Bengal Tiger Consultation

Last week I had the good fortune to attend this fascinating conference which was supported by The Shri Ram School. However, on this occasion, rather than write about it myself, I asked some of the students who attended to do so. What follows is the write-ups from two of them, Priyanjali Mitra and Rishika Sahgal, both of Aravali.

Their observations are thoughtful, articulate and reflective of the very full and interested role they took in the discussions over the two days. The students of TSRS were not mere bystanders and observers. They asked searching, probing questions and took a full and active part. They also conducted themselves in ways that brought great respect for our school and were a credit to TSRS.

We are hoping for many interesting things to come out of the TSRS presence at this conference including a possible online collaboration with a school in New York on environmental issues.

Here are their articles;

For over 25 years Sanctuary has been writing and campaigning for India’s wilderness areas. The Fifth Consultation-Ecosystems, Climate Change and National Development was held on July 28-29th at the Nehru Memorial Museum and Library, Teen Murti House in New Delhi.
The inaugural session had eminent speakers and parliamentarians namely Mr. Jairam Ramesh(MOEF ),Dr. Karan Singh(Member Of Parliament) and Mr. Salman Khurshid(Minister-Corporate Affairs).Bittu Sahgal-Editor of the Sanctuary Asia magazine delivered the keynote address where once again he stressed on the importance of conservation and preservation especially in an era of climate change.
The conference was spread over 2 days and had a host of agendas from critical wildlife habitat, wildlife trade, internal security, science and conservation to ecosystem services ,legal frameworks, the Ministry of Environment and Forests(MOEF) and the Compensatory Afforestation Management and Planning Authority(CAMPA).
There were certain very exciting and informative sessions and we as students took note of certain points that we pondered over the course of the conference.
In the inaugural session, Valmik Thapar presented a simulated view of the Panna Chhatarpur area in Madhya Pradesh which is now a completely degraded land. He wanted to devise a plan to renew this land within 2 days of the conference. This seemed an interesting idea and it finally boiled down to the creation of a Green Forest Zone or a Green Economic Zone the principle of which everyone agreed on as there was a need for controlled managemnet.state of the art protection, air and just settlement for villagers as they are important stakeholders and subsidy for non-carbon energy use.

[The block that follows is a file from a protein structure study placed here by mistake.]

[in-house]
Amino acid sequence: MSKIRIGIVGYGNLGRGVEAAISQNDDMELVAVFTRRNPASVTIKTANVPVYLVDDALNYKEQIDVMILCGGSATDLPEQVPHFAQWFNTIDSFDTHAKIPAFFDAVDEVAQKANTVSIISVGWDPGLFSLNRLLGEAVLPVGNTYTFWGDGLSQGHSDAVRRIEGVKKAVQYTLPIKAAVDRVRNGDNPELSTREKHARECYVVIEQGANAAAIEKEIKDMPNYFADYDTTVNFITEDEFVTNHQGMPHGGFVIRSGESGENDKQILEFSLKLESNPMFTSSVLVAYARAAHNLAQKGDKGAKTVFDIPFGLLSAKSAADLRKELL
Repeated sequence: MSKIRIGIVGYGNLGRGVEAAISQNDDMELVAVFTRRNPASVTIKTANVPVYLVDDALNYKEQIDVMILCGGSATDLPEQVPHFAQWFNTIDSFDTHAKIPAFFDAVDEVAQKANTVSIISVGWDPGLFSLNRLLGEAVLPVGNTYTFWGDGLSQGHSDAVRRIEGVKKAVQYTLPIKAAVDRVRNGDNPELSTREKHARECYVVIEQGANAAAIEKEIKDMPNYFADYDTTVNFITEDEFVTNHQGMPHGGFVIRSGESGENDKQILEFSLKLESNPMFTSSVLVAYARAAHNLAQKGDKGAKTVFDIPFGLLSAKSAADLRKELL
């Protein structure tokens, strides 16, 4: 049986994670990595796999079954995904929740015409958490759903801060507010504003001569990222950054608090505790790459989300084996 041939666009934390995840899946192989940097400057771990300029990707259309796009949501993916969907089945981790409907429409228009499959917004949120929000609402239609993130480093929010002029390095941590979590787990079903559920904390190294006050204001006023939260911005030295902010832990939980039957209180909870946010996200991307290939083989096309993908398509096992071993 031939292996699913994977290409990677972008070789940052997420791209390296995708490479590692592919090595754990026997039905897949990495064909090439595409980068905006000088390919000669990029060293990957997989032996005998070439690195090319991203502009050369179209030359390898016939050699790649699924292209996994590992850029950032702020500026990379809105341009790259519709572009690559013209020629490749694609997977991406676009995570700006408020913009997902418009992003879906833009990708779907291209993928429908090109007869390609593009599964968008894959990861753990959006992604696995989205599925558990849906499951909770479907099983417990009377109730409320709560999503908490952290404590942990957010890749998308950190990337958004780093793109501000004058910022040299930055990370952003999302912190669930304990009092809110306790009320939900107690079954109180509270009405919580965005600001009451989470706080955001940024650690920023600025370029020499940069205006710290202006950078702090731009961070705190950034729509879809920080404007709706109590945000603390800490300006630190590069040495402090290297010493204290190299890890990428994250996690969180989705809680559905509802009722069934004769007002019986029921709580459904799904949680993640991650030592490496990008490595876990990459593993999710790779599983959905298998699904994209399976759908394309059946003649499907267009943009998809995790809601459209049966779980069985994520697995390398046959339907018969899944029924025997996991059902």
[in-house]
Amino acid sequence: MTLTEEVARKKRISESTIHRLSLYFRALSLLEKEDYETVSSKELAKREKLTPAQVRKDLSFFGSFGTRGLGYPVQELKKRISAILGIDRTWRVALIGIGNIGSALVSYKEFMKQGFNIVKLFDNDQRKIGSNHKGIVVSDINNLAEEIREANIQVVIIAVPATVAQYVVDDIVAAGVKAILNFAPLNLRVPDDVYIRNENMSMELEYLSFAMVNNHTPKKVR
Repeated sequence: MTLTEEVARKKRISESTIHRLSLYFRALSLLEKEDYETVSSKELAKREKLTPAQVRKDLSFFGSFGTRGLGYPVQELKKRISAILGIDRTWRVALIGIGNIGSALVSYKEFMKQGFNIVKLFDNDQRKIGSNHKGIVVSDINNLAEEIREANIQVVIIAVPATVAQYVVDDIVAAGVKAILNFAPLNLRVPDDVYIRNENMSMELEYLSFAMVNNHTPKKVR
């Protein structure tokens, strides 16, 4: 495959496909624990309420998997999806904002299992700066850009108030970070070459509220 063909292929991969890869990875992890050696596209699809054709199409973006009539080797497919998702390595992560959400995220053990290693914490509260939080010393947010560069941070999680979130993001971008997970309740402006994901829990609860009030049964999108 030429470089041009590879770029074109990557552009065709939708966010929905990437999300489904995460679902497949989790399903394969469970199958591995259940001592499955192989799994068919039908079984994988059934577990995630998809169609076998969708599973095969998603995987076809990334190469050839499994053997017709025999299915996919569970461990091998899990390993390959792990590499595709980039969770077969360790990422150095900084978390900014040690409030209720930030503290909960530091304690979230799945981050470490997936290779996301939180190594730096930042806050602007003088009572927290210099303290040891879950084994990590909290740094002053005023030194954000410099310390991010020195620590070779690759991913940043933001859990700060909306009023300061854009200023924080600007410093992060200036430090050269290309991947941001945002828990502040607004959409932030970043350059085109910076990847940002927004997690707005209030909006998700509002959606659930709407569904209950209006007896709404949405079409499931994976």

Some interesting points came up during the course of the day like Dr. Ullas Karanth pointing out that we need to prioritize our battles and that science and technology will be an imperative to protect forests.
Naturenomics by Mr. Samir Menon is a very important concept which relates to capital formation for a region or organization through the creation of ecologically driven assets in a sustainable manner.
Dr Annupriya Gundameda( IIT B) stated that payment for ecosystem services is a plausible way out.
Belinda Wright(WPSI) spoke extensively on tiger trade and poaching and its relation to India’s internal security. She gave absolutely relevant examples of poachers hand in glove with the timber mafia, cannabis growth in Corbett and armed insurgency in Simlipal.She rightly said that Indian trade in endangered wildlife was a ‘wildlife version of blood diamonds’; it being a 10-20 million dollar industry.
Dr. Ullas Karanth also spoke of the need to have inviolate spaces and a sound core buffer strategy.
On day 2,related agendas were discussed where Salman Khurshid stated that preservation of forests and tigers had an inherent link with preservation of eco-systems. The most important comment he made was the need for political empowerment as regards conservation of wildlife.
Later in the day, Vinita Rai,Former Member Secretary of Administration Reforms Commission brought up the issue of a flawed examination system for the Indian Forest Services. She stressed on the need to test aptitude in the examination. The ministry should be open to scientific input and expertise from abroad. A healthy tiger population in a particular park did not necessarily imply that the officers were efficient and functioning well. There was need for innovation in the service and specialization at least 10 years into the service. This would also help bring back the public spirit and the attractiveness of the service would increase. Another very interesting point that was discussed especially for me was the fact that intake of candidates should not be restricted to science gradates as a lot of experts felt that management skills, public relations etc were equally important in the service.
Finally at the end a few suggestions that were agreed on in principle were the creation of a Green Forest Zone(GEZ),a cess to be levied on energy and raw material usage and environmental education as a subject to be evaluated with the correct curriculum and teacher training.